Cornea

eye-macro-2000wWhat Is a Pinguecula and a Pterygium

Pterygium (pronounced tur-IJ-ee-um) and pinguecula (pronounced pin- GWEK-yoo-la) are growths on the cornea (the clear front window of the eye) and the conjunctiva — the thin, filmy membrane that covers the white part of your eye (sclera). Both growths are noncancerous and are fairly common.

A pinguecula is a yellowish patch or bump on the conjunctiva, near the cornea. It most often appears on the side of the eye closest to the nose. It is a change in the normal tissue that results in a deposit of protein, fat and/or calcium. It is similar to a callus on the skin.

A pterygium is a triangular-shaped growth of fleshy tissue on the white of the eye that eventually extends over the cornea. This growth may remain small or grow large enough to interfere with vision. A pterygium can often develop from a pinguecula.
Some pterygia may become red and swollen on occasion, and some may become large or thick, making you feel like you have something in your eye. If a pterygium is large enough, it can actually affect the shape of the cornea’s surface, leading to astigmatism.

It is not entirely clear what causes pterygia and pingueculae to develop. Ultraviolet (UV) light from the sun is believed to be a factor in the development of these growths. Other factors believed to cause pterygia and pingueculae are dry eye and environmental elements such as wind and dust.

Pinguecula and Pterygium Symptoms

In most people, the first sign of a pinguecula is a yellowish patch or bump on the conjunctiva, usually on the side of the eye closest to the nose.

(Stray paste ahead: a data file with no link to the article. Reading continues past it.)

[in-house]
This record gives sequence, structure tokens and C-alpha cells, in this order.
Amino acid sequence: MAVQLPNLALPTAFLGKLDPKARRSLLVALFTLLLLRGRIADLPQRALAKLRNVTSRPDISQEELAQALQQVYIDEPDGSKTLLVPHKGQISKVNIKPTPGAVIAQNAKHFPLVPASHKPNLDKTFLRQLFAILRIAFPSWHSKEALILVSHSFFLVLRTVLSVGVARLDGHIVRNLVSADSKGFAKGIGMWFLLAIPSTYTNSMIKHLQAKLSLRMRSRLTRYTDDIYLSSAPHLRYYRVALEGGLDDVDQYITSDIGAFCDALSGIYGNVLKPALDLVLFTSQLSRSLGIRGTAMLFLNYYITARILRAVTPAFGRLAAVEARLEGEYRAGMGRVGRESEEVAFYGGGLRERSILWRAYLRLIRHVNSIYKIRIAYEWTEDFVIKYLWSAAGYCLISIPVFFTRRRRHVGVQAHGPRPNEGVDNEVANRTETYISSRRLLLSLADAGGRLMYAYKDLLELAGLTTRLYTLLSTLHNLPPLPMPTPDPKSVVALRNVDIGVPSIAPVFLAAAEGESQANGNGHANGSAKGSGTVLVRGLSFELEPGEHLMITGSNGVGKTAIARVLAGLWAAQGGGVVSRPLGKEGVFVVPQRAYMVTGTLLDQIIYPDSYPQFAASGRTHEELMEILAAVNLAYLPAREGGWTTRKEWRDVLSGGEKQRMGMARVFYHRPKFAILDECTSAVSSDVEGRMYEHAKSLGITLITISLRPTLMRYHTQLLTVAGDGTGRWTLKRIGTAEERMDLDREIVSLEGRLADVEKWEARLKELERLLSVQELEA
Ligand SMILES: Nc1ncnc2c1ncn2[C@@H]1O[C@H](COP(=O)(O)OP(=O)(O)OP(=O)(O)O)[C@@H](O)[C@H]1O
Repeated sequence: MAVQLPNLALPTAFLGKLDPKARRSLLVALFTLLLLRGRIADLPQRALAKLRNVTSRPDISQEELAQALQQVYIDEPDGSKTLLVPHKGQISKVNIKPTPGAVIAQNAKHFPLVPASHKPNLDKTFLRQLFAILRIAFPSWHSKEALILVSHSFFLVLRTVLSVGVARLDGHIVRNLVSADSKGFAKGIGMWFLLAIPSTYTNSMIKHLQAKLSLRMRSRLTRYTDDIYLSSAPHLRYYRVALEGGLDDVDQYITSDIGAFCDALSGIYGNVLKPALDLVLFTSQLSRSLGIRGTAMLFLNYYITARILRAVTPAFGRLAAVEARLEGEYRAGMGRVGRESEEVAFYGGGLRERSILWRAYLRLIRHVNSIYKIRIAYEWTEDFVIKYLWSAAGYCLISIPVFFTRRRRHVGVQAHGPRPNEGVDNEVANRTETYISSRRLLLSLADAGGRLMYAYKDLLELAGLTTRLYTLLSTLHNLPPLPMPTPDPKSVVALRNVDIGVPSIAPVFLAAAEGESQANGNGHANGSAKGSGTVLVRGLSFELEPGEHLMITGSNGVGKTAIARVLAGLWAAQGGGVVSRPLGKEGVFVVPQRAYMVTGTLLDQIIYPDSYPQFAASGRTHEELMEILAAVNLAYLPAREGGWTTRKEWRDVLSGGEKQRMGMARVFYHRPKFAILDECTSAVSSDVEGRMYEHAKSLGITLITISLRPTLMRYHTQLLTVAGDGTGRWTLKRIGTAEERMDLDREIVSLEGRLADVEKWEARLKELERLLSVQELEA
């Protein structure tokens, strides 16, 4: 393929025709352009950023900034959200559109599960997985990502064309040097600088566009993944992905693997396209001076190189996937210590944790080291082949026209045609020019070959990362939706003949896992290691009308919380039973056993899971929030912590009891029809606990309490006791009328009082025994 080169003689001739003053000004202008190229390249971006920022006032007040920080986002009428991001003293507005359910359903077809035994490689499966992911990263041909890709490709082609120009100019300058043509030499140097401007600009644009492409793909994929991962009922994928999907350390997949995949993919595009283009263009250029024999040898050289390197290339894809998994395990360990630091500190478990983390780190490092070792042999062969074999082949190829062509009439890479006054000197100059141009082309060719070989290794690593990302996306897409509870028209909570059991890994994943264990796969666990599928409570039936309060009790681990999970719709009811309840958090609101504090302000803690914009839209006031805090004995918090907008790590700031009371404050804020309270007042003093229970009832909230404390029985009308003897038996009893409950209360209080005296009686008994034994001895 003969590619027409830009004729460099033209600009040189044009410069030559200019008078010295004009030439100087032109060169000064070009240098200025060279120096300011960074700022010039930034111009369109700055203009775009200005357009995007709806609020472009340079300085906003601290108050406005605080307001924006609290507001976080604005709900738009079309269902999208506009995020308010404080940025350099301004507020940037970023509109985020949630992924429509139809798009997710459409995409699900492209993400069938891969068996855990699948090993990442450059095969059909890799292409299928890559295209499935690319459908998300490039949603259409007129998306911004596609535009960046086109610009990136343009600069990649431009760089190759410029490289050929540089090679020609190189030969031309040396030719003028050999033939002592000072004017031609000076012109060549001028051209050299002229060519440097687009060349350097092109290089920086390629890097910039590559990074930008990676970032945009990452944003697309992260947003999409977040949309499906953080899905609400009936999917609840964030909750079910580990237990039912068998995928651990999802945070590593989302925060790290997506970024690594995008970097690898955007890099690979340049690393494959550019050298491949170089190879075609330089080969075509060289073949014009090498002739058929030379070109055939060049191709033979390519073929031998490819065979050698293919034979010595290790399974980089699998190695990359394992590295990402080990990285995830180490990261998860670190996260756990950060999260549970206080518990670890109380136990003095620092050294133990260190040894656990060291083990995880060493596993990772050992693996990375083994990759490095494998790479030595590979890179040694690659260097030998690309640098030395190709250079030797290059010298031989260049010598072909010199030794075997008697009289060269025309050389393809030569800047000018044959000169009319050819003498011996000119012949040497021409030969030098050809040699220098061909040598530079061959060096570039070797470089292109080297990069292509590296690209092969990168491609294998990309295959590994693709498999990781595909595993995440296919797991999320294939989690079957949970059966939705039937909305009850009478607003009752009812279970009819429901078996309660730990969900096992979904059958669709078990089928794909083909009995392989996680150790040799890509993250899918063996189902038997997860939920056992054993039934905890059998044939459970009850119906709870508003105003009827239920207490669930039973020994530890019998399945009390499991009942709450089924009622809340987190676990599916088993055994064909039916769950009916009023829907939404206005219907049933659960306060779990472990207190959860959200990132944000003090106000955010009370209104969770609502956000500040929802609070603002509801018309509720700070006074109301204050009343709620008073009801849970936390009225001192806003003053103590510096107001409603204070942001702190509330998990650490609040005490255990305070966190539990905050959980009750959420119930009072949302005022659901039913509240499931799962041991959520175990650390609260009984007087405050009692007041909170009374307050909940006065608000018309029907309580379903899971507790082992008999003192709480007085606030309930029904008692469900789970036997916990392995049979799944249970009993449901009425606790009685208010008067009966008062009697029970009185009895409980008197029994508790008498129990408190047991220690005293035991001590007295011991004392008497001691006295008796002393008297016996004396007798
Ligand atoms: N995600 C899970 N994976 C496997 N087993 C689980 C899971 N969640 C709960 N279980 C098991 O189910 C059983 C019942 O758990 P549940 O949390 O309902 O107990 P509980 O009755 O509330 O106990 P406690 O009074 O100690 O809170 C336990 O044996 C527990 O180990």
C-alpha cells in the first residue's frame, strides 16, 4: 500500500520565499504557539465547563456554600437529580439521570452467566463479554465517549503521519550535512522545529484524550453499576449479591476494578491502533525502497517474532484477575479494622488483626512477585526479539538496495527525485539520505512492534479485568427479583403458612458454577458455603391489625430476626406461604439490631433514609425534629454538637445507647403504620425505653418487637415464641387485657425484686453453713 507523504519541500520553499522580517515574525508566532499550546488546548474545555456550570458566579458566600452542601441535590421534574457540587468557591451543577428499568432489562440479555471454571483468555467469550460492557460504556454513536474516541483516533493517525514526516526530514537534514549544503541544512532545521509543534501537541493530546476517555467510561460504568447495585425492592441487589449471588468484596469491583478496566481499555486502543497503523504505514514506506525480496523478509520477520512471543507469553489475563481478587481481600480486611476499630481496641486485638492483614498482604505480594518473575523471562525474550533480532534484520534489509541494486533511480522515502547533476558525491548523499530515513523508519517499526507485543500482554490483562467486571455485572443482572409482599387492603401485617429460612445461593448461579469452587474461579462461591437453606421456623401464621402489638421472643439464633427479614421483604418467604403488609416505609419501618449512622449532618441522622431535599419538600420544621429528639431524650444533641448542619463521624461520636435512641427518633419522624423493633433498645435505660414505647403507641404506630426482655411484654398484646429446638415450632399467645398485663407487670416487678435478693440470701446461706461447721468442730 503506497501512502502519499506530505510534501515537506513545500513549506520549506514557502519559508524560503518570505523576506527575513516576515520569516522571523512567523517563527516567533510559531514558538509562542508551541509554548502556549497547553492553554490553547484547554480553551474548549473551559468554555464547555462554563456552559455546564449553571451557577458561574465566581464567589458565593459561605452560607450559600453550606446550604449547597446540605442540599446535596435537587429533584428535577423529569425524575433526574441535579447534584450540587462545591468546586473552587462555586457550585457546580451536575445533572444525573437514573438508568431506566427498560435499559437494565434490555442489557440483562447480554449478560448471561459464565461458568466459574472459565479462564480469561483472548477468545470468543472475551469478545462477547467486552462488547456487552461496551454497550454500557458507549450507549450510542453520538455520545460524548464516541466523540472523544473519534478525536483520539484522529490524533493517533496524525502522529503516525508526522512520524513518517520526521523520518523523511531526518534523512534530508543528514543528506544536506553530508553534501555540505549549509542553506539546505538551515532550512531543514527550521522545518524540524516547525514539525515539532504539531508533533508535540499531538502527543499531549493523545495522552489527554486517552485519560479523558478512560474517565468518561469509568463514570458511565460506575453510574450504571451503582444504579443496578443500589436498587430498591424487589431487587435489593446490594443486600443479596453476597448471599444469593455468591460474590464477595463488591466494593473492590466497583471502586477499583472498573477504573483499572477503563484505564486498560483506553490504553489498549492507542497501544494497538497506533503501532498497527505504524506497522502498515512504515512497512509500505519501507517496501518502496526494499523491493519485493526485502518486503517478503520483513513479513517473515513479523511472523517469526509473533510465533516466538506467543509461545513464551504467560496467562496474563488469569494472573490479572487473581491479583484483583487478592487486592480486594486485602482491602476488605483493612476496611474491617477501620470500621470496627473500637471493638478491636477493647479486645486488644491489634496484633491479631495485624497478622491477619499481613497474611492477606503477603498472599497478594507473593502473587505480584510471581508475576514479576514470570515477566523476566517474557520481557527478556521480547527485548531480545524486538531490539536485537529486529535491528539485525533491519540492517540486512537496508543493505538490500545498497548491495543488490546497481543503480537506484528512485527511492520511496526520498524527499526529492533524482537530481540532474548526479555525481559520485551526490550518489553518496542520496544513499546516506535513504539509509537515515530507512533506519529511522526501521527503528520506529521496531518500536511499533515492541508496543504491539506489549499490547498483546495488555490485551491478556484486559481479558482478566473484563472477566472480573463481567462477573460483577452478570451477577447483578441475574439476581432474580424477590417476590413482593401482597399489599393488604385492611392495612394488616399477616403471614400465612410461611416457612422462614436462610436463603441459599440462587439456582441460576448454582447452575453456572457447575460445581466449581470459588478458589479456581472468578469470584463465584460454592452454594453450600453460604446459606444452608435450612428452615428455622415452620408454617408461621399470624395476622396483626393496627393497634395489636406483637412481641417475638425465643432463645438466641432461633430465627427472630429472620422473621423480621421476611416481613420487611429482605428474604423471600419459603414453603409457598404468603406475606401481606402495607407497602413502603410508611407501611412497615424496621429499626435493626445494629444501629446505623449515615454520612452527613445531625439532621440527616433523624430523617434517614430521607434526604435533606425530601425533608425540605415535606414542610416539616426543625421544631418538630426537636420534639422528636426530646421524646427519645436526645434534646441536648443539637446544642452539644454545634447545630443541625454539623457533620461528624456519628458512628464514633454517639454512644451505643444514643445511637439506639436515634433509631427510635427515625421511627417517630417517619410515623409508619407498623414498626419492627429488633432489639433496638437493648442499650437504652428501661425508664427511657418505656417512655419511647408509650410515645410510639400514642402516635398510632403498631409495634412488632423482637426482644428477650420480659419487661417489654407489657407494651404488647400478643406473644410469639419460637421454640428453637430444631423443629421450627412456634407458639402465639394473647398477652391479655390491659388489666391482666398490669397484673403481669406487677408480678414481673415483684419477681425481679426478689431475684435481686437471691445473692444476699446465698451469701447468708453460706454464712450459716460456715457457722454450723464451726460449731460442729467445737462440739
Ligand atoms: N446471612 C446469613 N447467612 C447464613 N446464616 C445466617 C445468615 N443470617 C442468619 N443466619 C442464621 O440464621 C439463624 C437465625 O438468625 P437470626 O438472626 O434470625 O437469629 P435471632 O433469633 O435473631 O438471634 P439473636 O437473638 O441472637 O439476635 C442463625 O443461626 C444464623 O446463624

A pinguecula usually has few symptoms, however, if it becomes irritated, you may feel as if you have something in your eye. In some cases, pingueculae become swollen and inflamed. Irritation and eye redness may occur, particularly if you are significantly exposed to sun, wind, dust or a very dry environment. With a pterygium, some people may have no symptoms other than the growth appearing. For others, especially those who have a pterygium that is growing, there can be redness, inflammation or both.

Other symptoms may include:

  • Blurred vision
  • Itching
  • Burning
  • Gritty feeling
  • Feeling of having foreign material in your eye

Pterygia and pingueculae generally don’t require treatment until symptoms are severe enough. When pingueculae or pterygium become red and irritated, lubricating eye drops or ointments or possibly a mild steroid eye drop may be used to help reduce inflammation.

If these growths become large enough to threaten sight or cause persistent discomfort, they can be removed surgically by an ophthalmologist in an outpatient procedure. They are also sometimes removed for cosmetic reasons.